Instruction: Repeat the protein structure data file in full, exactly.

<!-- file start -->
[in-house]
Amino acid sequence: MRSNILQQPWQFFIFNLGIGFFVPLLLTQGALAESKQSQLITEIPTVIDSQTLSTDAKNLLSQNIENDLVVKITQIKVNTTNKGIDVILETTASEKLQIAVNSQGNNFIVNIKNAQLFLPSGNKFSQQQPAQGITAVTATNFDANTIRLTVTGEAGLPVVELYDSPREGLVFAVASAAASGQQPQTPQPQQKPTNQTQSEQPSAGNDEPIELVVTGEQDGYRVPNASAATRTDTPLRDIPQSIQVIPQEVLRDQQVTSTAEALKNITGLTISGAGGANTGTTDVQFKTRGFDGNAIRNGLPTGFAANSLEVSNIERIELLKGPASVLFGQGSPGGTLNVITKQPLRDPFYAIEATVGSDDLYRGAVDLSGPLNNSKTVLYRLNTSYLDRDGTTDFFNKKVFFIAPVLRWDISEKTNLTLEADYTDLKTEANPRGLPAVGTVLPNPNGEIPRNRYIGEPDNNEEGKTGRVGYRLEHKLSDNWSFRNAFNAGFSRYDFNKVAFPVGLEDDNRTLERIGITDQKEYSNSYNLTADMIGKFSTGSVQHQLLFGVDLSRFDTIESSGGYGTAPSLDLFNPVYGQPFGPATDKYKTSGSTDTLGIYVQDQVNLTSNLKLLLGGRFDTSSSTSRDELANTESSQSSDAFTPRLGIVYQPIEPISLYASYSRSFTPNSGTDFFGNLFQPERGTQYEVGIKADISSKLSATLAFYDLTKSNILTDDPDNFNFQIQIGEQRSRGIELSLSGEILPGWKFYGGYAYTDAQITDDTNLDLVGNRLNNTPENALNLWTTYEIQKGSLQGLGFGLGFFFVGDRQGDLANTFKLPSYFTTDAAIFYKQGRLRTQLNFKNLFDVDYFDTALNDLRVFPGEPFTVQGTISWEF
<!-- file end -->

[in-house]
Amino acid sequence: MRSNILQQPWQFFIFNLGIGFFVPLLLTQGALAESKQSQLITEIPTVIDSQTLSTDAKNLLSQNIENDLVVKITQIKVNTTNKGIDVILETTASEKLQIAVNSQGNNFIVNIKNAQLFLPSGNKFSQQQPAQGITAVTATNFDANTIRLTVTGEAGLPVVELYDSPREGLVFAVASAAASGQQPQTPQPQQKPTNQTQSEQPSAGNDEPIELVVTGEQDGYRVPNASAATRTDTPLRDIPQSIQVIPQEVLRDQQVTSTAEALKNITGLTISGAGGANTGTTDVQFKTRGFDGNAIRNGLPTGFAANSLEVSNIERIELLKGPASVLFGQGSPGGTLNVITKQPLRDPFYAIEATVGSDDLYRGAVDLSGPLNNSKTVLYRLNTSYLDRDGTTDFFNKKVFFIAPVLRWDISEKTNLTLEADYTDLKTEANPRGLPAVGTVLPNPNGEIPRNRYIGEPDNNEEGKTGRVGYRLEHKLSDNWSFRNAFNAGFSRYDFNKVAFPVGLEDDNRTLERIGITDQKEYSNSYNLTADMIGKFSTGSVQHQLLFGVDLSRFDTIESSGGYGTAPSLDLFNPVYGQPFGPATDKYKTSGSTDTLGIYVQDQVNLTSNLKLLLGGRFDTSSSTSRDELANTESSQSSDAFTPRLGIVYQPIEPISLYASYSRSFTPNSGTDFFGNLFQPERGTQYEVGIKADISSKLSATLAFYDLTKSNILTDDPDNFNFQIQIGEQRSRGIELSLSGEILPGWKFYGGYAYTDAQITDDTNLDLVGNRLNNTPENALNLWTTYEIQKGSLQGLGFGLGFFFVGDRQGDLANTFKLPSYFTTDAAIFYKQGRLRTQLNFKNLFDVDYFDTALNDLRVFPGEPFTVQGTISWEF